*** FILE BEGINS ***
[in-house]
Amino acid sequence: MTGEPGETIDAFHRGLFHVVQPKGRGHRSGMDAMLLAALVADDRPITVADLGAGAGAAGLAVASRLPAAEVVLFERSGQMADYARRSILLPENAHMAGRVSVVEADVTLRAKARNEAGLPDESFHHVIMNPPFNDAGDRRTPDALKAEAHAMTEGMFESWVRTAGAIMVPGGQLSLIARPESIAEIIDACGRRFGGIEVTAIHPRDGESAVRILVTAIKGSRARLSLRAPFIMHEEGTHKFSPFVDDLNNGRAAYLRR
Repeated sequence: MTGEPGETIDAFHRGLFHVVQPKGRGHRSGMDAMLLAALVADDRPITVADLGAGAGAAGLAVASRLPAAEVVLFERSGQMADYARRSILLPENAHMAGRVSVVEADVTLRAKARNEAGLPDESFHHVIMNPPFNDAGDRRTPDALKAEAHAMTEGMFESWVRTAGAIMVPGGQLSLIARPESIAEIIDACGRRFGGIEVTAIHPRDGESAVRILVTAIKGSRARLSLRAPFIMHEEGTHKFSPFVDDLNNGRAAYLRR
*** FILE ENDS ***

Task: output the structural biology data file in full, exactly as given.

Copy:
[in-house]
Amino acid sequence: MTGEPGETIDAFHRGLFHVVQPKGRGHRSGMDAMLLAALVADDRPITVADLGAGAGAAGLAVASRLPAAEVVLFERSGQMADYARRSILLPENAHMAGRVSVVEADVTLRAKARNEAGLPDESFHHVIMNPPFNDAGDRRTPDALKAEAHAMTEGMFESWVRTAGAIMVPGGQLSLIARPESIAEIIDACGRRFGGIEVTAIHPRDGESAVRILVTAIKGSRARLSLRAPFIMHEEGTHKFSPFVDDLNNGRAAYLRR
Repeated sequence: MTGEPGETIDAFHRGLFHVVQPKGRGHRSGMDAMLLAALVADDRPITVADLGAGAGAAGLAVASRLPAAEVVLFERSGQMADYARRSILLPENAHMAGRVSVVEADVTLRAKARNEAGLPDESFHHVIMNPPFNDAGDRRTPDALKAEAHAMTEGMFESWVRTAGAIMVPGGQLSLIARPESIAEIIDACGRRFGGIEVTAIHPRDGESAVRILVTAIKGSRARLSLRAPFIMHEEGTHKFSPFVDDLNNGRAAYLRR